Achieving excellence: strategic reporting

The CGIUKI policy team and judges of the Excellence in Governance Awards identify examples of corporate reporting good practice in FTSE 350 companies

The strategic report represents an opportunity for companies to get away from boilerplate reporting and focus on the issues that really matter to them. The regulations creating the requirement – the snappily titled ‘The Companies Act 2006 (Strategic Report and Directors’ Report) Regulations 2013’ – are supported by guidance from the Financial Reporting Council (FRC). The guidance noted ‘while the changes introduced by the Regulations represent a relatively modest change to the pre-existing legal requirements, the FRC believes that they should act as a catalyst for entities to prepare clear and concise narrative reports that facilitate fair, balanced and understandable reporting.’ It was this clarity and sense of cohesive purpose and story telling which we were looking for from this first tranche of strategic reports.

We hear a lot about integrated reporting – and rightly so – in the context of a company’s external environment. The strategic report is an opportunity for companies to discuss their performance, governance and future prospects in more detail than is normally possible in a chairman’s letter. Its focus is on those matters that the board deem worthy of reporting to shareholders, rather than those they are obliged to report and which can now appear in the directors’ report. The strategic report must meet all the requirements to be fair, balanced and understandable, comprehensive and concise, and engage the reader. Rather than dividing the various sections among different departments within the business, it is necessary for an overall ‘guiding hand’, probably the company secretary, to ensure that the strategic report reads as a cohesive whole.

This is an intensely personal aspect of corporate reporting – much will depend on the culture of the company and the personality of the chairman. It is therefore unsurprising that companies tackled the new strategic report in a variety of ways – some better than others. The very best will be an outstanding advertisement for all that the company does, as one judge commented on the Babcock International strategic report – ‘it makes you want to invest in them.’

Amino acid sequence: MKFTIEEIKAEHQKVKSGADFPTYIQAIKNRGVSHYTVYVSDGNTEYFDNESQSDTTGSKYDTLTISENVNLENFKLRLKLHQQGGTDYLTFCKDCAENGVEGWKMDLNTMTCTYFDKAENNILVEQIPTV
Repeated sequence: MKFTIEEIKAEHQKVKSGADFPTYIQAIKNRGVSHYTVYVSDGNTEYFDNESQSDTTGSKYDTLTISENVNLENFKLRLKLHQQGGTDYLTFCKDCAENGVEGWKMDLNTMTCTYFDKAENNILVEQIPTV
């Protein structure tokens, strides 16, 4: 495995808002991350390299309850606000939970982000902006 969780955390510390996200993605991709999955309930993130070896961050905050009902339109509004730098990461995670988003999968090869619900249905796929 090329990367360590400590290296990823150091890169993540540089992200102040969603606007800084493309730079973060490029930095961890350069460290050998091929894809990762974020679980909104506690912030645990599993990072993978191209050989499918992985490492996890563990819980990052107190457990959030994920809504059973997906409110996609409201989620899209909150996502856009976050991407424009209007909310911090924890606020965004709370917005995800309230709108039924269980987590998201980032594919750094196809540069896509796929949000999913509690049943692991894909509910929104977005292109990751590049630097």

Strategy and KPIs

A good strategic report goes beyond a discussion of the company’s strategy to the way in which it runs through all aspects of governance of the company. This includes how it links into the key performance indicators (KPIs) against which the board measure themselves and, consequently, how strategy and the achievement of strategic goals link in to remuneration. Examples of good practice:

  • Babcock International produced a fluent and well-written strategic report which, in the words of one of the judges, is ‘very clear about what makes Babcock Babcock’. There is an insightful overview of divisions and the business model, and strategy is explained well, with meaningful and specific non-financial KPIs discussed in detail – for example the section on diversity about the talent pipeline. The CEO’s statement is concise and explicitly linked to strategy.
  • BAE Systems eloquently sets out the strategic framework, which includes vision, mission, values and strategy. The links between the objectives, strategy and markets are all expounded. The diagram of how risk is managed is also easy to understand.
  • The Land Securities business model is candid about how the company makes its money, and displays considerable honesty about strategic issues – for example the cyclical nature of the business. The KPIs are well analysed and fluently linked to remuneration. This was a very engaging strategic report.